[erlang-questions] Erlang VM: how clean is our memory?

Ulf Wiger ulf.wiger@REDACTED
Thu Apr 28 11:07:19 CEST 2011

I think a good starting point is to meditate over this page:

It seems to me that it would be _possible_ (with some work) to make use of the +Mym flag, substituting another malloc library for libc. In the old days, with non-SMP Erlang, this was entirely doable, and we played around with different allocators in the AXD 301 project, in order to see which one gave the least fragmentation over time.

The whole memory management subsystem in BEAM has become a *lot* more sophisticated since then, but it is designed to be quite configurable.

For less hand-wavy answers, I refer to the actual experts on the subject. :)


On 28 Apr 2011, at 10:46, Alex Arnon wrote:

> Hi All,
> We've recently been discussing the security of OS and VM stacks here, and several questions came up with regards to the Erlang VM. Specifically, the values of "new" and "old" memory.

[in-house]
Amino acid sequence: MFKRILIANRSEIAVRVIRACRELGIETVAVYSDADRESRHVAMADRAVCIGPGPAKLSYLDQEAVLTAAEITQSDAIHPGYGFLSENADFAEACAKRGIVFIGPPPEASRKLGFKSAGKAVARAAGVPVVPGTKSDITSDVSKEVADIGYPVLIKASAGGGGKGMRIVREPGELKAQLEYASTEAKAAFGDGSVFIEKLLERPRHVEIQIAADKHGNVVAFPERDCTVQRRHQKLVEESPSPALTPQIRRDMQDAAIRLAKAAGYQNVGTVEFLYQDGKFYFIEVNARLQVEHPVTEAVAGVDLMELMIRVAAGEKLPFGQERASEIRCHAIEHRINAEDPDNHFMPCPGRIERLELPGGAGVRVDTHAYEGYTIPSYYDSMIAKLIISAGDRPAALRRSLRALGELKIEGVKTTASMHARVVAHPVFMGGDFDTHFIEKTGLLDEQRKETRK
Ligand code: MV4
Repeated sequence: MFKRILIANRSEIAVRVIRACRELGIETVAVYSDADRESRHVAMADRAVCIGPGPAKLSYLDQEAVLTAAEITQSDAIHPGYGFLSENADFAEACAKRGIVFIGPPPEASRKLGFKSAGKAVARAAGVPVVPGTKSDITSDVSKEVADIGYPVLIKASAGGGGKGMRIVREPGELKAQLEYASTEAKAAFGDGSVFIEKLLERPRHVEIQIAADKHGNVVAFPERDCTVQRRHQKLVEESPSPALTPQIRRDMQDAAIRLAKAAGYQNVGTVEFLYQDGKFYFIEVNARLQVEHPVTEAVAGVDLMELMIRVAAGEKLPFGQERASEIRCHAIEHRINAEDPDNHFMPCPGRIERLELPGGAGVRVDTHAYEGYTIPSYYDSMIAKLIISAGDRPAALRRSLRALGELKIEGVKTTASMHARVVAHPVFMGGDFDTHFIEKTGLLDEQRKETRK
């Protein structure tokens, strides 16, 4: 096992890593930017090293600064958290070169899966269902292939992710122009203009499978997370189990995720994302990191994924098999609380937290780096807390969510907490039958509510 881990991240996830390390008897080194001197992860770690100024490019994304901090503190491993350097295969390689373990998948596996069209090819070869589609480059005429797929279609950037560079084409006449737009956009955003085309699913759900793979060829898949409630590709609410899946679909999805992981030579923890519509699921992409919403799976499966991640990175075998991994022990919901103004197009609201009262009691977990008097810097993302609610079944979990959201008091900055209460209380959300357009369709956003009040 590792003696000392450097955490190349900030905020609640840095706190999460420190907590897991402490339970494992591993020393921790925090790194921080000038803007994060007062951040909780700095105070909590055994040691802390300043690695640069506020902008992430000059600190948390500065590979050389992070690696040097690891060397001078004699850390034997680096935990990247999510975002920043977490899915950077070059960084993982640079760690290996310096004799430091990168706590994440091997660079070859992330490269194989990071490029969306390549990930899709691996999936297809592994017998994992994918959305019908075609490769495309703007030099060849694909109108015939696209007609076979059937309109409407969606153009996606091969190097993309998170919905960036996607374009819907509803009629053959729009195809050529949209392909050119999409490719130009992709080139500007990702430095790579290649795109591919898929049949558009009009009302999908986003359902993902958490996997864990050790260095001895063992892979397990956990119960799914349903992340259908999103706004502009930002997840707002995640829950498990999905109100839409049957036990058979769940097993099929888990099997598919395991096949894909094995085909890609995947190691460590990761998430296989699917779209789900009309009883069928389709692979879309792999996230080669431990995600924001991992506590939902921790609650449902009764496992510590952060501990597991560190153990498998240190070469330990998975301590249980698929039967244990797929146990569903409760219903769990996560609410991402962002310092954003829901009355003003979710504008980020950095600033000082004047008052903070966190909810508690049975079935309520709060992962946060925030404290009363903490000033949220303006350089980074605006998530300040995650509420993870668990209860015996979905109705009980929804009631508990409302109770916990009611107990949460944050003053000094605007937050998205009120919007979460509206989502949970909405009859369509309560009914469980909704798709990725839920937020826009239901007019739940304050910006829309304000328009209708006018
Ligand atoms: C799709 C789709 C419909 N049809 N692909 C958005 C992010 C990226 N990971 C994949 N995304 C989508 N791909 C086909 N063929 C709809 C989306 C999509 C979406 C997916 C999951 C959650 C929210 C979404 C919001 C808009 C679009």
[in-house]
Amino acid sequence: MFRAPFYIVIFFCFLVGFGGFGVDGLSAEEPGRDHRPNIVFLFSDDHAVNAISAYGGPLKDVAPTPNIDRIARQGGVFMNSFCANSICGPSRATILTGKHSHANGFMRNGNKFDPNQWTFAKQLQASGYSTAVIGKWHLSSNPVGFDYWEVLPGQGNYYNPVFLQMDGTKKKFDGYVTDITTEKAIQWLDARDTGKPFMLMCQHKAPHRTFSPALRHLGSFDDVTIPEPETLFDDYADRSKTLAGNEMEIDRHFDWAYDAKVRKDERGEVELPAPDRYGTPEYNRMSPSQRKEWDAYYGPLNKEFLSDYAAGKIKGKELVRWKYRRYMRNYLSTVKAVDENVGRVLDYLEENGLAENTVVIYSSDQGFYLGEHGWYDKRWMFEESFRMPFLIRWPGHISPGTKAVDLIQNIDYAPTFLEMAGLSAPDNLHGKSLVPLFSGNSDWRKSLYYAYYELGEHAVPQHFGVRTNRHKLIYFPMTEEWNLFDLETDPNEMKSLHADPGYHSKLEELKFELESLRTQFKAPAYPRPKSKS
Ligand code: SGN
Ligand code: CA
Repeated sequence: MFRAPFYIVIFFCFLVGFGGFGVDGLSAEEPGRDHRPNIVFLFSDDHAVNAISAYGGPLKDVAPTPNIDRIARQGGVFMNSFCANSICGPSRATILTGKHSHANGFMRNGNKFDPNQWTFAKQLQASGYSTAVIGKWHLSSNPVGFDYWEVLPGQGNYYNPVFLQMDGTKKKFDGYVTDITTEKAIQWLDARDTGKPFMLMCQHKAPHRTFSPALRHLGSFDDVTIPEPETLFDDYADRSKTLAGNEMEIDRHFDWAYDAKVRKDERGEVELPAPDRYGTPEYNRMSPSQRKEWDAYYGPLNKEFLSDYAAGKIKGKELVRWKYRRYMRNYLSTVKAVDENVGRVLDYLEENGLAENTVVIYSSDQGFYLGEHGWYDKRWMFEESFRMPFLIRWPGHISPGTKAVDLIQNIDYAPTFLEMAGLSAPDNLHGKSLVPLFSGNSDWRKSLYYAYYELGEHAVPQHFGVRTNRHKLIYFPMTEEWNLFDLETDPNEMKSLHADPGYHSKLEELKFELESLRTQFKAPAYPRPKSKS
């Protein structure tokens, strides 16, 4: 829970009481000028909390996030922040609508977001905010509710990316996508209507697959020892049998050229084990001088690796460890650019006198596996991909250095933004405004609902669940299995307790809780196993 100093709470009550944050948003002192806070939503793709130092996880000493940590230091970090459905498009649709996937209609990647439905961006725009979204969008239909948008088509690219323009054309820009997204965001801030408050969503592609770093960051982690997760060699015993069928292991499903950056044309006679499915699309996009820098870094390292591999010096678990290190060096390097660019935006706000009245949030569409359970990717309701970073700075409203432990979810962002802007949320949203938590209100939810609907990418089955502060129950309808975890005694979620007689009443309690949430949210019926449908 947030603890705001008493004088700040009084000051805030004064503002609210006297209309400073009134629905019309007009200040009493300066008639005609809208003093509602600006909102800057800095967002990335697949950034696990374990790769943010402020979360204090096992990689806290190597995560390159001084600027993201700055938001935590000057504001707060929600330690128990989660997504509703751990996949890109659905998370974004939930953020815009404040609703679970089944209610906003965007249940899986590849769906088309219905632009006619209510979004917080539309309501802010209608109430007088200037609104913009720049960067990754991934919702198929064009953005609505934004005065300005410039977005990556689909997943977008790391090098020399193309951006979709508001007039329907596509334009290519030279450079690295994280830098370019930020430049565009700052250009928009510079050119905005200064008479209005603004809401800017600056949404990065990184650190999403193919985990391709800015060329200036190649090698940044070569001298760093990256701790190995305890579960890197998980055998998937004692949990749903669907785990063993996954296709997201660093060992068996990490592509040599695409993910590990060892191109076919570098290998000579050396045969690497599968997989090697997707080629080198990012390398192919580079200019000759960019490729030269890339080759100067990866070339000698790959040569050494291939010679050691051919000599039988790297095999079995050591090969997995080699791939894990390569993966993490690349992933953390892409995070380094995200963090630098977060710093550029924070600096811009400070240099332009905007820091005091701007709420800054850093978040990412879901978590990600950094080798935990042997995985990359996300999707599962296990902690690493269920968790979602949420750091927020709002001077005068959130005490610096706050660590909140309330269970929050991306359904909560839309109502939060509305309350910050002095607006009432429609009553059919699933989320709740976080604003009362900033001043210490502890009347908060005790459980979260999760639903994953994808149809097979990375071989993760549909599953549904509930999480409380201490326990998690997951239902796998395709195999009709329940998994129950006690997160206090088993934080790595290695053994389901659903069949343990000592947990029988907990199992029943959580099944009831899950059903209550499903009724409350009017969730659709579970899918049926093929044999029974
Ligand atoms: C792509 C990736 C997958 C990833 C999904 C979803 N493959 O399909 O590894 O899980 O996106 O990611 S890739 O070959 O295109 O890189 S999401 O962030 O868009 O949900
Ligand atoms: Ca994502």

> As an example, take the OpenBSD Unix-like OS. These guys are fanatics for security, and take various steps to ensure that the system is as unbreakable as possible, and in the event of breakage - to make life hard (if not impossible) for the intruder.
> This includes:
> - Randomization of integer handles, e.g. accepted socket ports.
> - Randomization of memory mapping location, e.g. DLLs (SO) will be loaded in random locations in memory.
> - Newly mapped memory pages are always zeroed before attachment to a process's virtual space.
> - Swap can be encrypted, or zeroed, on the fly.
> - The memory allocator also zeroes out freed space.
> In the context of the Erlang BEAM VM, we're interested in the contents of memory. What happens, for instance, when:
> - A process is garbage collected.
> - A process is terminated.
> Are the memory locations that have been "cleaned", zeroed out? Is it is, is it possible to control it?
> Regards,
> Alex.
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Ulf Wiger, CTO, Erlang Solutions, Ltd.

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